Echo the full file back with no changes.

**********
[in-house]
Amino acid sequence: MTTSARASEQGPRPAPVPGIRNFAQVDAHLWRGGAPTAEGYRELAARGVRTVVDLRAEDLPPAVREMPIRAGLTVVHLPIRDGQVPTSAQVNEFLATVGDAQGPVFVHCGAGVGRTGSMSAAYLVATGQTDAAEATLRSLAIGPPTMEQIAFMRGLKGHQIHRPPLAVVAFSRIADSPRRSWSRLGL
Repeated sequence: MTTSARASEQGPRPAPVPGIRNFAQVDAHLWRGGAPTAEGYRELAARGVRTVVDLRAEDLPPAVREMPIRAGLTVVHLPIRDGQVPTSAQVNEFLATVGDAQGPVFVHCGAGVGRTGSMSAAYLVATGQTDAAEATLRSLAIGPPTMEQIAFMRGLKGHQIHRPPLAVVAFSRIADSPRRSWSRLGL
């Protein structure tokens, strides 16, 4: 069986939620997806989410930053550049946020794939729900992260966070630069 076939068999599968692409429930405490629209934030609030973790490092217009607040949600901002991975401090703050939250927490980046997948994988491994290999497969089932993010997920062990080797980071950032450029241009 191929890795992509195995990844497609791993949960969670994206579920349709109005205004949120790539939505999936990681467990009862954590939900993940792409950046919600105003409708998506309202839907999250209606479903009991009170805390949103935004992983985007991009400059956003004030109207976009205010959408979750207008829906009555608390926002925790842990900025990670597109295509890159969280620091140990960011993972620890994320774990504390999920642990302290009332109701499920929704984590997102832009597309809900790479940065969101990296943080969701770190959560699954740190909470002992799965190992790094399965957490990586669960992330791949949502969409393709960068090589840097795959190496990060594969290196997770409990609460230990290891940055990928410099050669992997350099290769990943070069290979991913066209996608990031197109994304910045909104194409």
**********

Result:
[in-house]
Amino acid sequence: MTTSARASEQGPRPAPVPGIRNFAQVDAHLWRGGAPTAEGYRELAARGVRTVVDLRAEDLPPAVREMPIRAGLTVVHLPIRDGQVPTSAQVNEFLATVGDAQGPVFVHCGAGVGRTGSMSAAYLVATGQTDAAEATLRSLAIGPPTMEQIAFMRGLKGHQIHRPPLAVVAFSRIADSPRRSWSRLGL
Repeated sequence: MTTSARASEQGPRPAPVPGIRNFAQVDAHLWRGGAPTAEGYRELAARGVRTVVDLRAEDLPPAVREMPIRAGLTVVHLPIRDGQVPTSAQVNEFLATVGDAQGPVFVHCGAGVGRTGSMSAAYLVATGQTDAAEATLRSLAIGPPTMEQIAFMRGLKGHQIHRPPLAVVAFSRIADSPRRSWSRLGL
């Protein structure tokens, strides 16, 4: 069986939620997806989410930053550049946020794939729900992260966070630069 076939068999599968692409429930405490629209934030609030973790490092217009607040949600901002991975401090703050939250927490980046997948994988491994290999497969089932993010997920062990080797980071950032450029241009 191929890795992509195995990844497609791993949960969670994206579920349709109005205004949120790539939505999936990681467990009862954590939900993940792409950046919600105003409708998506309202839907999250209606479903009991009170805390949103935004992983985007991009400059956003004030109207976009205010959408979750207008829906009555608390926002925790842990900025990670597109295509890159969280620091140990960011993972620890994320774990504390999920642990302290009332109701499920929704984590997102832009597309809900790479940065969101990296943080969701770190959560699954740190909470002992799965190992790094399965957490990586669960992330791949949502969409393709960068090589840097795959190496990060594969290196997770409990609460230990290891940055990928410099050669992997350099290769990943070069290979991913066209996608990031197109994304910045909104194409």